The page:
I watched the preview of this joint with Kenyatta a few days ago. On different levels we both recognized a lot of truth in the commentary. For me it's a matter of what I thought when I was a kid. There's an anecdote in the book where I foolishly tell one of my mother's friends "I like light-skin girls." My mother, who is lighter than me, read me the riot act in such a way that it sticks with me to this day.
I was like 12 or something, and I remember being really pissed off at my mother at first ("It's my choice!") Then a few weeks later, as I turned it over in my head, a bit embarrassed ("I wish I hadn't have said that") then deeply ashamed ("I wish I didn't think that") and finally incredibly curious ("Why do I think that anyway?") This was about the time I first read Malcolm's Autobiography and was just starting to get conscious. There is something visceral about the discussion around what we think of black women aesthetically. Malcolm was good at really making black men feel ashamed, stupid, and then angry over acceptance of the dominant beauty norms.
But none of that compares to actually experiencing it as a dark girl, which is Kenyatta's experience. Her tales of Tennessee and Chicago are, from my perspective, harrowing. Part of it is just what girls go through, but a specific portion of it is in the tradition of this sort of thing:
If you're white, you're alright
If you're yellow, you're mellow
But if you're black, step black
And of course:
Niggers and flies, I do despise,
The more I see niggers, the more I like flies.
With that said, one of things I always liked about Kenyatta was how she owned it. She talked about her experiences, but by the time we met, it was pretty clear to me that she didn't simply consider her complexion a non-obstacle, she considered it an admirable portion of her entire being. Part of that is being at Howard in the mid-90s. But the most important part is the choice, again, to own the thing.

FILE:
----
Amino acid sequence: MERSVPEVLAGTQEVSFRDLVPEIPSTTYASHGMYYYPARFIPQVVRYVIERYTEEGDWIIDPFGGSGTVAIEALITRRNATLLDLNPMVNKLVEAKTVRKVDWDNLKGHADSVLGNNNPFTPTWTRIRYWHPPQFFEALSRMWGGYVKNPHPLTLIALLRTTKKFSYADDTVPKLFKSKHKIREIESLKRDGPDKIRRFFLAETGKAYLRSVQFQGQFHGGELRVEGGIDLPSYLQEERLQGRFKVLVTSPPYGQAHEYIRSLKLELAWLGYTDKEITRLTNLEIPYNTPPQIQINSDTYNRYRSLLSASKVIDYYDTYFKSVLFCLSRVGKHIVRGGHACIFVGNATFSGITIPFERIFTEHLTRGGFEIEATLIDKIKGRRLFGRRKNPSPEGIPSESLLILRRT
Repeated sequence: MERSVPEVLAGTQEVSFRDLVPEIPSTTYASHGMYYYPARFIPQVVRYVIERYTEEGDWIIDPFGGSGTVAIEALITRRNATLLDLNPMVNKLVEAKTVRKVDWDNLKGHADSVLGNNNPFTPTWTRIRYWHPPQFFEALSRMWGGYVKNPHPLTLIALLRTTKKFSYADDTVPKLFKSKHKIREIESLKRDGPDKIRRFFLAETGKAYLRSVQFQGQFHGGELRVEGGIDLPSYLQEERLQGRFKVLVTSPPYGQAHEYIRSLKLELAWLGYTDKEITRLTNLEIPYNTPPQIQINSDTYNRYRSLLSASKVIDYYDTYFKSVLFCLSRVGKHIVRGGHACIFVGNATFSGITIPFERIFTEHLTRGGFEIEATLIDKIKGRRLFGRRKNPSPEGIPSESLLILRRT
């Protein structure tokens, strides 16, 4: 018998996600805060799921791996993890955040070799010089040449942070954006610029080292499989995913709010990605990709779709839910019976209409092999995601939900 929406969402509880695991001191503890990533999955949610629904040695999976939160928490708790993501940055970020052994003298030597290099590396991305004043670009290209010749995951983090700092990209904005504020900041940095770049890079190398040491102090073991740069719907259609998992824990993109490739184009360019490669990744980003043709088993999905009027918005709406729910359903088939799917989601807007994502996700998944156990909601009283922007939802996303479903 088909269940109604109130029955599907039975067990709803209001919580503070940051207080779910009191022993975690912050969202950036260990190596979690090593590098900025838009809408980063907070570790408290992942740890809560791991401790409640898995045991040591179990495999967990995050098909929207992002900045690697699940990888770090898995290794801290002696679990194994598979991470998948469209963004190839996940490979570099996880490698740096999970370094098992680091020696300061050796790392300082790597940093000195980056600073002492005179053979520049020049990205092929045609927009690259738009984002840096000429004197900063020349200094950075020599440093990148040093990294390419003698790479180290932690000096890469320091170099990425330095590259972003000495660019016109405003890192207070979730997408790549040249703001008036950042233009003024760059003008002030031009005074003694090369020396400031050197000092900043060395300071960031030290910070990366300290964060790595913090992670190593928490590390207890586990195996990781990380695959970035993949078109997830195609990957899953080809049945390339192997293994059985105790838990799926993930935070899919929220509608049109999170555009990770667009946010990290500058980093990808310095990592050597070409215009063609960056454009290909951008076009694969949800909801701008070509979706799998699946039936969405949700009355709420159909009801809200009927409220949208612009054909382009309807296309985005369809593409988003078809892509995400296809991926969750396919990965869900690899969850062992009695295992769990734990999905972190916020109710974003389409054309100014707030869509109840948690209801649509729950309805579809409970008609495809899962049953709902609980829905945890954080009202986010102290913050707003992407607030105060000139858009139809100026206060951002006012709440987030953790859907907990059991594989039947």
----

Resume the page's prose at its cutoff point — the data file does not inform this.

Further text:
Which leads to my one critique of this trailer: I hope the film doesn't merely offer us a catalouge of pain. And I hope it's conscious of the fallacy of Jelani Cobb's "Black people are the only people who..." fallacy. We are more than what was done to us, more than what we've done to each other.
Ta-Nehisi Coates is a senior editor at The Atlantic, where he writes about culture, politics, and social issues. He is the author of the memoir The Beautiful Struggle.
Born in 1975, the product of two beautiful parents. Raised in West Baltimore -- not quite The Wire, but sometimes ill all the same. Studied at the Mecca for some years in the mid-'90s. Emerged with a purpose, if not a degree. Slowly migrated up the East Coast with a baby and my beloved, until I reached the shores of Harlem. Wrote some stuff along the way.